VERY worrying news from central Africa. With the newly independent South Sudan in ever more violent confrontations with its northern neighbour Sudan, will we see war once again between them?
KHARTOUM, April 18th (Reuters) – Sudanese President Omar Hassan al-Bashir said on Wednesday his “main goal” was to free South Sudan’s citizens from the ruling SPLM party following a series of border clashes between the neighbouring countries.
“Our main goal is liberation of the southern citizens from the SPLM,” he told members of Sudan’s ruling National Congress Party, referring to the South’s Sudan People’s Liberation Movement (SPLM).
“The story began in Heglig, but it will end in Khartoum or Juba,” he said, referring to a disputed oil-producing region, adding that there would be “good news” from the border region in a few hours. (Reporting by Khalid Abdelaziz; Writing by Alexander Dziadosz; Editing by Mark Heinrich)
al-Bashir, President of Sudan claims that his “mail goal” is to liberate the people of the neighbouring sovereign state, which was a part of Sudan but broke away this year, from its governing party. South Sudan and Sudan have been in on-off conflict ever since a referendum on independence passed with ~99% approval. My blogs on the topic are above.
The reference to Heglig is very worrying. Troops from South Sudan advanced deep into Sudanese territory on April 10th – they captured its most valuable oilfield, Heglig. This was the largest confrontation since the south’s seccession last July.
22 people died yesterday on the border, when a Sudanese soldier opened fire. Seven South Sudanese and 15 Sudanese soldiers died.
Heglig is in the wilayat (province) of South Kordofan. During the civil war, this province was one of the heaviest fought over. It was meant to have so-called ‘popular consultations’ on whether it would be part of Sudan or South Sudan. However, due to the ongoing internal conflict between the Sudanese army and the Sudan Revolutionary Front, particularly the Sudan People’s Liberation Movement-North (SPLM-N), these were suspended by govenor Ahmed Haroun who is wanted by the International Criminal Court. Similar happened in the province of Blue Nile, nearby.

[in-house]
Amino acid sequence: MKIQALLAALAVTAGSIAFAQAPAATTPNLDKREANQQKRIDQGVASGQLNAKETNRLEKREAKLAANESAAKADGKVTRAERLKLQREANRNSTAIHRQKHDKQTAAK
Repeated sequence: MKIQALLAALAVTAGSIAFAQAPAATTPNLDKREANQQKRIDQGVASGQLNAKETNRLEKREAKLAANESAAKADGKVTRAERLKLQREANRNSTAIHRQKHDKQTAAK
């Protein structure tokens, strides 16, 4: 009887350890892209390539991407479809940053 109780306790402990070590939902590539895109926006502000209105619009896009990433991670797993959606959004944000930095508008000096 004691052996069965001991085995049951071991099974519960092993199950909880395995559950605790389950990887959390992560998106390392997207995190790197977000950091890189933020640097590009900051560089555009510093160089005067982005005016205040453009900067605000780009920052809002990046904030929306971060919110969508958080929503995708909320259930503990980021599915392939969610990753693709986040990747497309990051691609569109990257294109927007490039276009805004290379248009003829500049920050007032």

The conflict has escalated in recent weeks. On the 26th of March, Sudan claimed an attack by South Sudan on Heglig – South Sudan claimed it was acting in self-defence. The next day, the Sudanese Air Force launched attacks into oilfields in Unity, in South Sudan. In early April, the South Sudanese fought back, capturing Heglig.
Now, MPs in Khartoum have claimed that the “government of South Sudan is an enemy and all Sudanese state agencies have to treat her accordingly” and that its ruling party “must be fought until it is defeated“.
Now, with President al-Bashir weighing in, it seems ever more likely that the Sudanese forces will move into South Sudan, with the aim of crushing South Sudanese forces on the way to the capital, Juba.
Oil is crucial for this conflict – most of Sudan’s oilfields, which formed a core of its GDP, left along with South Sudan. However, the refineries and distribution network was located still in Sudan major. Thus, tensions have been high ever since separation. Heglig is the largest of Sudan’s remaining oilfields and it will not be easily given up. Both sides seem ready for war.
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